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From Ewen Cheslack-Postava <e...@confluent.io>
Subject Re: One big kafka connect cluster or many small ones?
Date Fri, 06 Jan 2017 21:14:58 GMT
Yeah, you'd set the key.converter and/or value.converter in your connector
config.

-Ewen

On Thu, Jan 5, 2017 at 9:50 PM, Stephane Maarek <
stephane@simplemachines.com.au> wrote:

> Thanks!
> So I just override the conf while doing the API call? It’d be great to
> have this documented somewhere on the confluent website. I couldn’t find
> it.
>
> On 6 January 2017 at 3:42:45 pm, Ewen Cheslack-Postava (ewen@confluent.io)
> wrote:
>
> On Thu, Jan 5, 2017 at 7:19 PM, Stephane Maarek <
> stephane@simplemachines.com.au> wrote:
>
>> Thanks a lot for the guidance, I think we’ll go ahead with one cluster. I
>> just need to figure out how our CD pipeline can talk to our connect cluster
>> securely (because it’ll need direct access to perform API calls).
>>
>
> The documentation isn't great here, but you can apply all the normal
> security configs to Connect (in distributed mode, it's basically equivalent
> to a consumer, so everything you can do with a consumer you can do with
> Connect).
>
>
>>
>> Lastly, a question or maybe a piece of feedback… is it not possible to
>> specify the key serializer and deserializer as part of the rest api job
>> config?
>> The issue is that sometimes our data is avro, sometimes it’s json. And it
>> seems I’d need two separate clusters for that?
>>
>
> This is new! As of 0.10.1.0, we have https://cwiki.apache.org/
> confluence/display/KAFKA/KIP-75+-+Add+per-connector+Converters which
> allows you to include it in the connector config. It's called "Converter"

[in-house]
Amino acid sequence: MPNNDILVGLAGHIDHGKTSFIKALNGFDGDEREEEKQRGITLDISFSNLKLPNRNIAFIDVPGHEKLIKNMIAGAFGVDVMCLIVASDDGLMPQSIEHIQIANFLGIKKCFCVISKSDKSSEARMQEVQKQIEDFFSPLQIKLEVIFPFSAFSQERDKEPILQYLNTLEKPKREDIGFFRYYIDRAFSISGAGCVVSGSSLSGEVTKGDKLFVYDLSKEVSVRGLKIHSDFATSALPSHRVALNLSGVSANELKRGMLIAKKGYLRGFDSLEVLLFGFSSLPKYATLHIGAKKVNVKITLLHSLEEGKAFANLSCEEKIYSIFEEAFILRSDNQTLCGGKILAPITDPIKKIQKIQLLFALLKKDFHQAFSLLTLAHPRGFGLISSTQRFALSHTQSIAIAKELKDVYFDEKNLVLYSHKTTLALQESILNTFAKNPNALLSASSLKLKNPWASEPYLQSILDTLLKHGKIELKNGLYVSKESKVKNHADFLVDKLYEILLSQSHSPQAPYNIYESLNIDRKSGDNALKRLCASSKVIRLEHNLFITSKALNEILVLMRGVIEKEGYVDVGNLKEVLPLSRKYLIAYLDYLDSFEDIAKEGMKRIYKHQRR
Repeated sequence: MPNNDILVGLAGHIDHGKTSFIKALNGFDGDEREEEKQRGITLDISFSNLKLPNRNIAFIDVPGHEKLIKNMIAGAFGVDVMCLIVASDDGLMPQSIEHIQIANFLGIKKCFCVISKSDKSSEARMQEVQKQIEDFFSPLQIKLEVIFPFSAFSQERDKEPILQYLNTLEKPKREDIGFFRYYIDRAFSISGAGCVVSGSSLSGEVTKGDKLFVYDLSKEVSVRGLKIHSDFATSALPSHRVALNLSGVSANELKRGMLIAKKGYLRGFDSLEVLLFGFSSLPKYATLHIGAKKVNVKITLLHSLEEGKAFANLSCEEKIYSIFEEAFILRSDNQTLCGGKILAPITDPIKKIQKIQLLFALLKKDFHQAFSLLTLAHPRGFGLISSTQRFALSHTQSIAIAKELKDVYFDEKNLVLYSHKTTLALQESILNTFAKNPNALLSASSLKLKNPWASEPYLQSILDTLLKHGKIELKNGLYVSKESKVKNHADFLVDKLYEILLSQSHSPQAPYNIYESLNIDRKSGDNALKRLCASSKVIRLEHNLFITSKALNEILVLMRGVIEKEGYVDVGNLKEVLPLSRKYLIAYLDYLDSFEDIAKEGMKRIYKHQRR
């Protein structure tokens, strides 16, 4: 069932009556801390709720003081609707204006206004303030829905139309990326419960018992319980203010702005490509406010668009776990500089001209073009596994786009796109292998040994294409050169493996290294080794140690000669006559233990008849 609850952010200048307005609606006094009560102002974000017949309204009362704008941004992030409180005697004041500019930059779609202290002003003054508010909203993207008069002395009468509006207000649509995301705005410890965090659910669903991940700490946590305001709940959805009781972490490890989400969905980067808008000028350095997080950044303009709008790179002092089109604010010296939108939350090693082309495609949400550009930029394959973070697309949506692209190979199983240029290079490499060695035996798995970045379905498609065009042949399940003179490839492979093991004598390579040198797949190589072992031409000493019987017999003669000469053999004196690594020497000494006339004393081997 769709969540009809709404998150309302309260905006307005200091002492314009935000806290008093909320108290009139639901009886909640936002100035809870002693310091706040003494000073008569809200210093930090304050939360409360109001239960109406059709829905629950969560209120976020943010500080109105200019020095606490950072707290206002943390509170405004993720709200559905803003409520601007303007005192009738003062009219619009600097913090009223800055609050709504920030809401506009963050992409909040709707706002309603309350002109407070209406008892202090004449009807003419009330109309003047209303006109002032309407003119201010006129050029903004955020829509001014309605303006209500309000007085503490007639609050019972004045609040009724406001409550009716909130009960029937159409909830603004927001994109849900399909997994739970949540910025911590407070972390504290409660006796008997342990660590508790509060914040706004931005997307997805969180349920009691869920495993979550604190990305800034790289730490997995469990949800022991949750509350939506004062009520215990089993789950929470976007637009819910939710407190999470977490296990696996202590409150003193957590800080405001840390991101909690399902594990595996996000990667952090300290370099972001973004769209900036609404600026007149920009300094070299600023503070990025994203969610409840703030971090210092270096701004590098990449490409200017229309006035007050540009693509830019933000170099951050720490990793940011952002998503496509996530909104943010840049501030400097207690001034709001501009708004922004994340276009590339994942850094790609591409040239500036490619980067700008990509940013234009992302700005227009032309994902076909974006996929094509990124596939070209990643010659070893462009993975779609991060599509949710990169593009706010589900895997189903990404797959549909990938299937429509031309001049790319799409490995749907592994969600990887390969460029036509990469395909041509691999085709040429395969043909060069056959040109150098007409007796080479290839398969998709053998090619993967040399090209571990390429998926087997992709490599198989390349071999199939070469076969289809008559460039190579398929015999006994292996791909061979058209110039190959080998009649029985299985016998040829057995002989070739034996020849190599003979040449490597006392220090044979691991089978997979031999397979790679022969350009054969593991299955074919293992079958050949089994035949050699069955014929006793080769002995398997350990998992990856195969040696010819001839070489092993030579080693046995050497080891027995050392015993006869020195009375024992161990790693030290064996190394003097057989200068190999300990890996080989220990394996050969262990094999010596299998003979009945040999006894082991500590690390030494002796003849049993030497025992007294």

> in Connect because it does a bit more than ser/des if you've written them
> for Kafka, but they are basically just pluggable ser/des. We knew folks
> would want this, it just took us awhile to find the bandwidth to implement
> it. Now, you shouldn't need to do anything special or deploy multiple
> clusters -- it's baked in and supported as long as you are willing to
> override it on a per-connector basis (and this seems reasonable for most
> folks since *ideally* you are *somewhat* standardized on a common
> serialization format).
>
> -Ewen
>
>
>>
>> On 6 January 2017 at 1:54:10 pm, Ewen Cheslack-Postava (ewen@confluent.io)
>> wrote:
>>
>> On Thu, Jan 5, 2017 at 3:12 PM, Stephane Maarek <
>> stephane@simplemachines.com.au> wrote:
>>
>> > Hi,
>> >
>> > We like to operate in micro-services (dockerize and ship everything on
>> ecs)
>> > and I was wondering which approach was preferred.
>> > We have one kafka cluster, one zookeeper cluster, etc, but when it
>> comes to
>> > kafka connect I have some doubts.
>> >
>> > Is it better to have one big kafka connect with multiple nodes, or many
>> > small kafka connect clusters or standalone, for each connector / etl ?
>> >
>>
>> You can do any of these, and it may depend on how you do
>> orchestration/deployment.
>>
>> We built Connect to support running one big cluster running a bunch of
>> connectors. It balances work automatically and provides a way to control
>> scale up/down via increased parallelism. This means we don't need to make
>> any assumptions about how you deploy, how you handle elastically scaling
>> your clusters, etc. But if you run in an environment and have the tooling
>> in place to do that already, you can also opt to run many smaller clusters
>> and use that tooling to scale up/down. In that case you'd just make sure